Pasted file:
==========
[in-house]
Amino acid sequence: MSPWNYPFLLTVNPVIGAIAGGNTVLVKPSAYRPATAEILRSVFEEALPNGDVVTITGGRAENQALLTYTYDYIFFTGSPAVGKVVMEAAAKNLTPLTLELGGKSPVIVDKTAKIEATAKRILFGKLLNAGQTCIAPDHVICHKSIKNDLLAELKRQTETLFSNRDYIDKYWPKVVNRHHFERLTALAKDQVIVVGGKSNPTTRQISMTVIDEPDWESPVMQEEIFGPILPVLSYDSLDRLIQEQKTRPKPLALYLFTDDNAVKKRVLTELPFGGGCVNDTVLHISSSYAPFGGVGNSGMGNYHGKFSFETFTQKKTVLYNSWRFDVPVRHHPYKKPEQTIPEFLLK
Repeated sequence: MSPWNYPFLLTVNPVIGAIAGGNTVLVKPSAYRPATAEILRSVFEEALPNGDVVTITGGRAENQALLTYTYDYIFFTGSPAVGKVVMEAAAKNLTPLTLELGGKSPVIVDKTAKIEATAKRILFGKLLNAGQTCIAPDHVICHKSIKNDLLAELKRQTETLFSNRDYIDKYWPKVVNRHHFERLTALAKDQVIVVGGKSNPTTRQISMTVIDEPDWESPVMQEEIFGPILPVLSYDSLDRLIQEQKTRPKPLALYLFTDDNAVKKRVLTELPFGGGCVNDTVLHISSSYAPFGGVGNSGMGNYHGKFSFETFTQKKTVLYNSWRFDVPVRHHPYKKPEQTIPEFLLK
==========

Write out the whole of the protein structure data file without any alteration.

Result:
[in-house]
Amino acid sequence: MSPWNYPFLLTVNPVIGAIAGGNTVLVKPSAYRPATAEILRSVFEEALPNGDVVTITGGRAENQALLTYTYDYIFFTGSPAVGKVVMEAAAKNLTPLTLELGGKSPVIVDKTAKIEATAKRILFGKLLNAGQTCIAPDHVICHKSIKNDLLAELKRQTETLFSNRDYIDKYWPKVVNRHHFERLTALAKDQVIVVGGKSNPTTRQISMTVIDEPDWESPVMQEEIFGPILPVLSYDSLDRLIQEQKTRPKPLALYLFTDDNAVKKRVLTELPFGGGCVNDTVLHISSSYAPFGGVGNSGMGNYHGKFSFETFTQKKTVLYNSWRFDVPVRHHPYKKPEQTIPEFLLK
Repeated sequence: MSPWNYPFLLTVNPVIGAIAGGNTVLVKPSAYRPATAEILRSVFEEALPNGDVVTITGGRAENQALLTYTYDYIFFTGSPAVGKVVMEAAAKNLTPLTLELGGKSPVIVDKTAKIEATAKRILFGKLLNAGQTCIAPDHVICHKSIKNDLLAELKRQTETLFSNRDYIDKYWPKVVNRHHFERLTALAKDQVIVVGGKSNPTTRQISMTVIDEPDWESPVMQEEIFGPILPVLSYDSLDRLIQEQKTRPKPLALYLFTDDNAVKKRVLTELPFGGGCVNDTVLHISSSYAPFGGVGNSGMGNYHGKFSFETFTQKKTVLYNSWRFDVPVRHHPYKKPEQTIPEFLLK